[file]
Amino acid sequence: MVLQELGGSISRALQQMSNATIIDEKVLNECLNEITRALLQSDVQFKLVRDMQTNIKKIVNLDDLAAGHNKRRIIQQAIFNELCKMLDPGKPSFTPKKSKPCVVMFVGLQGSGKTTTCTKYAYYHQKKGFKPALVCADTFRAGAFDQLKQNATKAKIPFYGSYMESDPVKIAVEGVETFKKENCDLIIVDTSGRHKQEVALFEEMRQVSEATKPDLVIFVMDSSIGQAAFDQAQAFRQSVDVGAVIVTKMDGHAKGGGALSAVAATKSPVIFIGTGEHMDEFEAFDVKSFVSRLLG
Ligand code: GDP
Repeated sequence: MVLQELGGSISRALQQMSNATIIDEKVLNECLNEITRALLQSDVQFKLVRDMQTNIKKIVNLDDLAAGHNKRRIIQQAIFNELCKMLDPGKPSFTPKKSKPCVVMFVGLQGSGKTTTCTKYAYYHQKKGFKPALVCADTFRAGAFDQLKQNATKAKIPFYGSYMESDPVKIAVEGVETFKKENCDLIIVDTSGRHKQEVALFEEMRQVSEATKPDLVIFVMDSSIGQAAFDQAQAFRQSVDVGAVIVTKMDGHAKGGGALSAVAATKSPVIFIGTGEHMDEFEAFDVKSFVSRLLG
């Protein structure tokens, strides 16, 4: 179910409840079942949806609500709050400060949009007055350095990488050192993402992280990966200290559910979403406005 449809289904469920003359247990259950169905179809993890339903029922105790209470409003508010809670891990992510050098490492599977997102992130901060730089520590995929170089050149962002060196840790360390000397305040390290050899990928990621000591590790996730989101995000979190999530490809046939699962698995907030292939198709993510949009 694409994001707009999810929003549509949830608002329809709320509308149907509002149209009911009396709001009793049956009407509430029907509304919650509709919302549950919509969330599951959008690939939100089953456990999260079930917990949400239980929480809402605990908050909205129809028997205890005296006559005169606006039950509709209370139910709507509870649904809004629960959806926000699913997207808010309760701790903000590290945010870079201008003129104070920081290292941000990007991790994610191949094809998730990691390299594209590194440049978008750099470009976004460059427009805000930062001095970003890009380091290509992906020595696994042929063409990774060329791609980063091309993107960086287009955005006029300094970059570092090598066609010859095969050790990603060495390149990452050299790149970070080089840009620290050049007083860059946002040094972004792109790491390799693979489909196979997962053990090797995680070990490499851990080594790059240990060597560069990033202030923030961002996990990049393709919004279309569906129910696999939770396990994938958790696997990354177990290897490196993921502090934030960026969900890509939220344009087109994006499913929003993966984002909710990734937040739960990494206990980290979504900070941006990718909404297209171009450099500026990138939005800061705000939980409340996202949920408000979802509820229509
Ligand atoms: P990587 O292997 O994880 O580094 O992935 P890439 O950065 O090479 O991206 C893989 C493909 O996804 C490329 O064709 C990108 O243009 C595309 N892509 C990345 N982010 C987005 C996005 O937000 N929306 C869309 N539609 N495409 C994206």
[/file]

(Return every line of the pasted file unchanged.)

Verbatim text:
Amino acid sequence: MVLQELGGSISRALQQMSNATIIDEKVLNECLNEITRALLQSDVQFKLVRDMQTNIKKIVNLDDLAAGHNKRRIIQQAIFNELCKMLDPGKPSFTPKKSKPCVVMFVGLQGSGKTTTCTKYAYYHQKKGFKPALVCADTFRAGAFDQLKQNATKAKIPFYGSYMESDPVKIAVEGVETFKKENCDLIIVDTSGRHKQEVALFEEMRQVSEATKPDLVIFVMDSSIGQAAFDQAQAFRQSVDVGAVIVTKMDGHAKGGGALSAVAATKSPVIFIGTGEHMDEFEAFDVKSFVSRLLG
Ligand code: GDP
Repeated sequence: MVLQELGGSISRALQQMSNATIIDEKVLNECLNEITRALLQSDVQFKLVRDMQTNIKKIVNLDDLAAGHNKRRIIQQAIFNELCKMLDPGKPSFTPKKSKPCVVMFVGLQGSGKTTTCTKYAYYHQKKGFKPALVCADTFRAGAFDQLKQNATKAKIPFYGSYMESDPVKIAVEGVETFKKENCDLIIVDTSGRHKQEVALFEEMRQVSEATKPDLVIFVMDSSIGQAAFDQAQAFRQSVDVGAVIVTKMDGHAKGGGALSAVAATKSPVIFIGTGEHMDEFEAFDVKSFVSRLLG
């Protein structure tokens, strides 16, 4: 179910409840079942949806609500709050400060949009007055350095990488050192993402992280990966200290559910979403406005 449809289904469920003359247990259950169905179809993890339903029922105790209470409003508010809670891990992510050098490492599977997102992130901060730089520590995929170089050149962002060196840790360390000397305040390290050899990928990621000591590790996730989101995000979190999530490809046939699962698995907030292939198709993510949009 694409994001707009999810929003549509949830608002329809709320509308149907509002149209009911009396709001009793049956009407509430029907509304919650509709919302549950919509969330599951959008690939939100089953456990999260079930917990949400239980929480809402605990908050909205129809028997205890005296006559005169606006039950509709209370139910709507509870649904809004629960959806926000699913997207808010309760701790903000590290945010870079201008003129104070920081290292941000990007991790994610191949094809998730990691390299594209590194440049978008750099470009976004460059427009805000930062001095970003890009380091290509992906020595696994042929063409990774060329791609980063091309993107960086287009955005006029300094970059570092090598066609010859095969050790990603060495390149990452050299790149970070080089840009620290050049007083860059946002040094972004792109790491390799693979489909196979997962053990090797995680070990490499851990080594790059240990060597560069990033202030923030961002996990990049393709919004279309569906129910696999939770396990994938958790696997990354177990290897490196993921502090934030960026969900890509939220344009087109994006499913929003993966984002909710990734937040739960990494206990980290979504900070941006990718909404297209171009450099500026990138939005800061705000939980409340996202949920408000979802509820229509
Ligand atoms: P990587 O292997 O994880 O580094 O992935 P890439 O950065 O090479 O991206 C893989 C493909 O996804 C490329 O064709 C990108 O243009 C595309 N892509 C990345 N982010 C987005 C996005 O937000 N929306 C869309 N539609 N495409 C994206």